Hippo Stew

Among the hundreds of stories that folklorist Barry Ancelet has collected, the most famous are probably the Pascal Tales. Told in Fred's Lounge, these tales tell of the incredible adventures of Pascal and friends who traveled by bicycle on telephone wires or on hay balers to get to the moon. The clients there are used to tall tales. But I think if one nice Saturday morning in Mamou I began telling the following story, the people there would take me for the biggest liar in the country. And yet every word of the story of how they tried to make us eat hippo over a hundred years ago is true.

The United States of the early twentieth century was changing at a high rate of speed. The population growth put pressure on the amount of food that farmers could provide. For meat, the situation was catastrophic. There were more mouths to feed, but the number of cattle had dropped dramatically. Upton Sinclair’s novel, The Jungle, had forced the government to improve conditions in substandard slaughterhouses, further reducing meat reserves. The fear of not being able to feed everyone was real. But a plan designed by an unlikely trio, consisting of a mercenary who inspired the creation of the Scouts, a Boer hunter who spied for the Nazis and a Cajun representative who began his political career by opposing the lottery, to bring hippos to the Louisiana swamps proposed to eliminate this fear.

Frederick Burnham was getting by alone since the age of twelve in California. Two years later, around 1875, he met one of the last of the scouts of the Far West who taught him the skills to survive in the desert. Gradually, the young Burnham learned an unimaginable number of survival skills that will serve him later in the exploration in Southern Africa during the Boer War. It was there that he made the acquaintance of Lord Baden-Powell. This English noble was so impressed by Burnham’s prowess that he decided to form an organization to teach his methods to the young people: The Boy Scouts. Fritz Duquesne was a Boer, therefore the enemy of Burnham who fought alongside the British. They were considered the best soldiers of each side; their mutual task, which fortunately for the rest of the story they did not accomplish, was to kill each other. The essential ingredient in this combination was Robert Broussard – politician, planter’s son from New Iberia and descendant of deportees of the Grand Dérangement – whose local problem had nothing to do with the lack of protein on American tables. It was rather the overabundance an aquatic plant that was causing him trouble.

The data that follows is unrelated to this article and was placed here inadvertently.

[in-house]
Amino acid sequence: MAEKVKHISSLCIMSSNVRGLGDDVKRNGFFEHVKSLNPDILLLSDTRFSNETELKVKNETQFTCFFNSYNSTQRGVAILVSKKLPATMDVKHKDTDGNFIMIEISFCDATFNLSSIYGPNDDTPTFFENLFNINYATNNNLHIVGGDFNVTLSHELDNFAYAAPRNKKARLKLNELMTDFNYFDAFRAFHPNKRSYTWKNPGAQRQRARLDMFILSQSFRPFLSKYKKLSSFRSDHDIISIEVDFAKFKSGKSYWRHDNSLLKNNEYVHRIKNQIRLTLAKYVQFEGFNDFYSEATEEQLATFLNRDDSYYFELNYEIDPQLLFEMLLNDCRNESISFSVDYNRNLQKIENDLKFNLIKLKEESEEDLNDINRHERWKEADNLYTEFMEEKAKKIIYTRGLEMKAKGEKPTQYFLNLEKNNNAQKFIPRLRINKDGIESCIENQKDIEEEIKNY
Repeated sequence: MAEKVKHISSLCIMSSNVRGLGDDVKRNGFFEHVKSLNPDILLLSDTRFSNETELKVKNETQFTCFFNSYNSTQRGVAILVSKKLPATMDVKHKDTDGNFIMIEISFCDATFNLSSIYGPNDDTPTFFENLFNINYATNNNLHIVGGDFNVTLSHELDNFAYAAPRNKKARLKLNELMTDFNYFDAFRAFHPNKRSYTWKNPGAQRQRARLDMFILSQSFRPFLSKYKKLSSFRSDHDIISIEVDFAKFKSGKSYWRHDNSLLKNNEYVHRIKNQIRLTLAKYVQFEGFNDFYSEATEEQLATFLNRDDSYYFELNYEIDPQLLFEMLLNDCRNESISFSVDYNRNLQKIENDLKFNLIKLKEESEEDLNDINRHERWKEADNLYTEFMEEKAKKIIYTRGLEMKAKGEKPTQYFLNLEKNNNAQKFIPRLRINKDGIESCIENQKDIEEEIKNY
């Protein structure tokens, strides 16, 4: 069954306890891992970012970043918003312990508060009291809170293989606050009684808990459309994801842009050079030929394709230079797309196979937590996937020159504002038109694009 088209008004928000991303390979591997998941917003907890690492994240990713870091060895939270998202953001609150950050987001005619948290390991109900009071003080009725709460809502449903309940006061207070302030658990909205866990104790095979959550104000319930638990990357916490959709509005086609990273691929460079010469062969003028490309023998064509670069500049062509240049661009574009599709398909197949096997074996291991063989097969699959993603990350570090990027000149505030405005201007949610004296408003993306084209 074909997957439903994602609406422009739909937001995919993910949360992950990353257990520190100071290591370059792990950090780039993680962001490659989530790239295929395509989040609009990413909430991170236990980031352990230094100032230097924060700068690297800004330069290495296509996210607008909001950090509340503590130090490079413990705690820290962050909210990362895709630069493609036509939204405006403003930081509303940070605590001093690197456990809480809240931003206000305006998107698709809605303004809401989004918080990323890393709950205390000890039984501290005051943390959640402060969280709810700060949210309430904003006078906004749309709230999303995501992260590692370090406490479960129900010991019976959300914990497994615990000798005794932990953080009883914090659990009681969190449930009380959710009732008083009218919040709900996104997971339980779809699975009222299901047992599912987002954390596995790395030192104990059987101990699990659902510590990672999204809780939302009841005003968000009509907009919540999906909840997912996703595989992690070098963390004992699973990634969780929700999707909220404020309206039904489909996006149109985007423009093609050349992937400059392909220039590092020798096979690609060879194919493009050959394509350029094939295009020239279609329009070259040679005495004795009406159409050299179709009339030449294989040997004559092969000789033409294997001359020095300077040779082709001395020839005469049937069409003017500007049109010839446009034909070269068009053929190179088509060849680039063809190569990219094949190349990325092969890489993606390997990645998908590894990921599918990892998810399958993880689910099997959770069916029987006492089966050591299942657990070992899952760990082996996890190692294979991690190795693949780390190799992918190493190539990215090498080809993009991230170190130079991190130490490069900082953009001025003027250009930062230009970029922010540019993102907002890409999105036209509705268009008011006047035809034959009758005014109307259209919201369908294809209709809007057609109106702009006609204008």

Native to South America, the water hyacinth arrived in New Orleans in 1884 on the occasion of the World Exposition celebrating the centennial of the first export of cotton to England. The Japanese contingent distributed it to the passersby who admired its flower. Hyacinth was spreading so fast that the bayous and rivers were soon choked, preventing the passage of commercial vessels. The American Hippopotamus Bill of 1910, H. R. 23261, proposed to allocate $250,000 to kill two birds with one stone: the hippos would eat the water hyacinth and people would eat the hippos. This project failed to pass Congress by very few votes. After this failure, the initial enthusiasm never returned and we forgot about this crazy idea when we found other ways to increase meat production. We still have water hyacinths that clog our waterways, but no hippopotamuses. When you consider that hippos kill hundreds of people each year in Africa, I think we'd rather see the pastel petals in our bayous, even if they deplete oxygen levels.

It is almost impossible to imagine today that one of our national dishes could have been a hippopotamus stew, but that's exactly what they envisioned for us. I still get the impression that if the idea had worked, there would be a TV show, Bayou Hippo Hunters.



Categories: Theatre + Art